The Ebola epidemic in Liberia could likely be eliminated by June if the current high rate of hospitalization and vigilance can be maintained, according to a new model developed by ecologists at the University of Georgia and Pennsylvania State University. The model includes such factors as the location of infection and treatment, the development of hospital capacity, and the adoption of safe burial practices. The study appears in the open access journal PLOS Biology.
During fall 2014, the authors ran the model for five different hospital capacity scenarios. For the worst case, with no further increase in hospital beds, the median projection was for 130,000 total cases through the end of 2014; for the best case—an increase of 1,400 more beds, for roughly 1,700 total or an 85 percent hospitalization rate—the median projection was 50,000 cases. After the authors updated it with more recent information collected through Dec. 1, the model projected that, if an 85 percent hospitalization rate can be achieved, the epidemic should be largely contained by June.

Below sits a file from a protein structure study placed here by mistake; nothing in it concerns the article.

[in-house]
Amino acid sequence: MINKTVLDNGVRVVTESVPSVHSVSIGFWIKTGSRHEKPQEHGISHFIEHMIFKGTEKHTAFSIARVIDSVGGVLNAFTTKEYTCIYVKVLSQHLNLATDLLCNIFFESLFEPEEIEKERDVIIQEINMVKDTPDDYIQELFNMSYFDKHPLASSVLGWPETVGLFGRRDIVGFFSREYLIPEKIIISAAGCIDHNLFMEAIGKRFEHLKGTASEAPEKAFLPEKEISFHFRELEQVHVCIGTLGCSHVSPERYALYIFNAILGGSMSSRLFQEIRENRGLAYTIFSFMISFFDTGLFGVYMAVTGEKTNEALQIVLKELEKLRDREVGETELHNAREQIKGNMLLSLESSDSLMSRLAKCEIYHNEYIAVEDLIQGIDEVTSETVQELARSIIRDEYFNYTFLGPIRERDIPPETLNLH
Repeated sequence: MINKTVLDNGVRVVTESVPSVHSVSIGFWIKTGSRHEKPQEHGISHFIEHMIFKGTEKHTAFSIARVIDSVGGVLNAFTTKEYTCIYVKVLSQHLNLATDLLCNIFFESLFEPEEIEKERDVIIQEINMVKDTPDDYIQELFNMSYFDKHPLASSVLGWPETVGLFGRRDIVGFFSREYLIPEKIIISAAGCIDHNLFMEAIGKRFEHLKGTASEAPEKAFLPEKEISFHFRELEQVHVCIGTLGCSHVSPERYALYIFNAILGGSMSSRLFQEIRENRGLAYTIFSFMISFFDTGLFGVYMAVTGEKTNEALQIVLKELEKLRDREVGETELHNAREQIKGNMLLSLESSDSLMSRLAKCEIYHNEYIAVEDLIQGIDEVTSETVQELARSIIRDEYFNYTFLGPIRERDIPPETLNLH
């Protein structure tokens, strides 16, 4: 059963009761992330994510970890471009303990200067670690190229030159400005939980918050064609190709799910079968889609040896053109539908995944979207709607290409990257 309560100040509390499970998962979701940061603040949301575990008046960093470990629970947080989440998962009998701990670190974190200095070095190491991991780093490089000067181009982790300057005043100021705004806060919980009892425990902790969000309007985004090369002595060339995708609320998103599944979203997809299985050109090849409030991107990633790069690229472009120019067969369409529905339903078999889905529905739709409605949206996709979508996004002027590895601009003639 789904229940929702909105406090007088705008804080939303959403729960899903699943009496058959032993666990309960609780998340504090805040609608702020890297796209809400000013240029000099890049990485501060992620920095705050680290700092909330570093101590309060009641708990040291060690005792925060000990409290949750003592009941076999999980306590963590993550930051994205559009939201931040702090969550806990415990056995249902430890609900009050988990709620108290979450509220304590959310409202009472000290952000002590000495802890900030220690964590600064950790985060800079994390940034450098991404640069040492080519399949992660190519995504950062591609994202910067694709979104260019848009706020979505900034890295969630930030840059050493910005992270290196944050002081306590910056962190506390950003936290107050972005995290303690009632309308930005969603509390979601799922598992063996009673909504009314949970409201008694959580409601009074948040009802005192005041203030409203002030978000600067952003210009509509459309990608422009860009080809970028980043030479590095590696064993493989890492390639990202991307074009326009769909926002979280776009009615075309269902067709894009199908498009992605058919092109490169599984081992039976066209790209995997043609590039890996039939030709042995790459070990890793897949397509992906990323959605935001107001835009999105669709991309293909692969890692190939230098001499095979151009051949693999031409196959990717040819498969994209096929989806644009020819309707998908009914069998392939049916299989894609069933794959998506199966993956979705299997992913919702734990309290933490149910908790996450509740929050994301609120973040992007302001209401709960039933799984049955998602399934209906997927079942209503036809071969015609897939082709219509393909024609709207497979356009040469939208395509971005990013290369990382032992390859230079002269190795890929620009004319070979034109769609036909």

To build the model, the researchers started with information gleaned from earlier Ebola outbreaks. They included data about variables such as the numbers of patients hospitalized and healthcare workers infected, which allowed them to estimate the level of under-reporting; rates of transmission in hospitals, the community and from funerals; and the effectiveness of infection control measures.
Once they had a working model with plausible parameters, they fine-tuned it using data from the World Health Organization and the Liberia Ministry of Health that included information about new cases as well as changes in behavior and public health interventions during that time, such as the addition of roughly 300 hospital beds and the adoption of safer burial practices.
Plausible parameter sets use recorded data that falls within the range of possibilities generated by the model at least 500 times, meaning that the model “fits” the data closely. This keeps the model's projections in line with observed reality, making it particularly useful for investigating a wide range of realistic potential interventions and accounting for the impacts of human behavior on disease transmission.Read the article, “Ebola Cases and Health System Demand in Liberia,” at the PLOS Biology website